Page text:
Vinyl reissues: are you getting what you think you’re getting?

Earache Records have a blog – Ask Earache – and on it label staff are brutally no-bullshit honest in answering the queries they get sent. From reading it you can get a good idea of what being a metal label this millennium actually means. It’s highly recommended reading.

A post today got me thinking. The question was:

What is the audio on Earache’s vinyl re-issues cut from? Is it re-mastered from the original tape or is it the same lacquer used on the original pressing?

The answer may surprise you – it certainly surprised me.

We recently re-issued the first 4 Morbid Angel albums on gatefold LP wax, and the audio for them simply comes from the CD.

They go on to explain – on old recordings, mastering from the original tapes isn’t practical (presumably economical) for producing new vinyl. Additionally, unless the same type of player is available and all the EQ settings etc are identical, the recording may sound very different from what people are used to hearing on CD. New recordings don’t suffer from the same problem so the vinyl version IS the analogue version of what was recorded.

Still – when I see a reissue of a classic album on vinyl, the assumption I have is that it comes from the analogue originals and it will sound superior to the digital version. As much as the fancy packaging, that’s what I think I’m paying for. But as it turns out that’s not the case. Given the reasoning supplied in the post, I would assume that would be the same for other labels as well, not just Earache.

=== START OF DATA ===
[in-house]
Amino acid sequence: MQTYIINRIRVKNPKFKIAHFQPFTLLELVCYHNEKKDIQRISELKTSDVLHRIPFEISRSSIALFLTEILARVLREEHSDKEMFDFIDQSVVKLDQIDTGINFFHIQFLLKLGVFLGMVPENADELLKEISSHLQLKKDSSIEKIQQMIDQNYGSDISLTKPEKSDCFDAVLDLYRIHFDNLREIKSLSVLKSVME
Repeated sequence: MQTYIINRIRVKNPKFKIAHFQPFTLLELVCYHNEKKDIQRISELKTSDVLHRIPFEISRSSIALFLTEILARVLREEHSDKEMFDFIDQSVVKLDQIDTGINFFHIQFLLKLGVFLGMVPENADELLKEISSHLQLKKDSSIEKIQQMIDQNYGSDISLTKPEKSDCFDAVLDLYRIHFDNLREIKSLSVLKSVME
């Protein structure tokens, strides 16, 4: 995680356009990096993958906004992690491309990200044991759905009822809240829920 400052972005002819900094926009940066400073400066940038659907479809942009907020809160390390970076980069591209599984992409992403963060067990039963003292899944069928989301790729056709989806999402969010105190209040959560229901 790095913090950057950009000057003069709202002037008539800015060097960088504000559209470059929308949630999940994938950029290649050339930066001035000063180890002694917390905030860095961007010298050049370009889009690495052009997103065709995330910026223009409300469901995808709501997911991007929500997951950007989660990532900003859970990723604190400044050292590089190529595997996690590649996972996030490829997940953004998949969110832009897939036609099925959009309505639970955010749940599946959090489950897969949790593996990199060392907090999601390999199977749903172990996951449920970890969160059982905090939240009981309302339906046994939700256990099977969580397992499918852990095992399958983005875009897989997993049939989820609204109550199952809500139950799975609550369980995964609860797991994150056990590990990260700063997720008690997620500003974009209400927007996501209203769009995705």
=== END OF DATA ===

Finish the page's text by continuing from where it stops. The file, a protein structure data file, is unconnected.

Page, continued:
I think I’d better start reading the fine print and scouring second hand shops for my vinyl. Am I the only one surprised by this?

~ by goat_admin on August 28, 2011.

One Response to “Vinyl reissues: are you getting what you think you’re getting?”

  1. They’d have to tweak the cd master for vinyl – vinyl needs bass to be mono and anything below ~80Hz can be problematic. I think high frequencies can also cause distortion with vinyl, so they’d need to cut those too. Probably easier to do that off the digital master than send the old analogue master to a studio capable of cutting a vinyl master.

    Lots of good info from the pros here:

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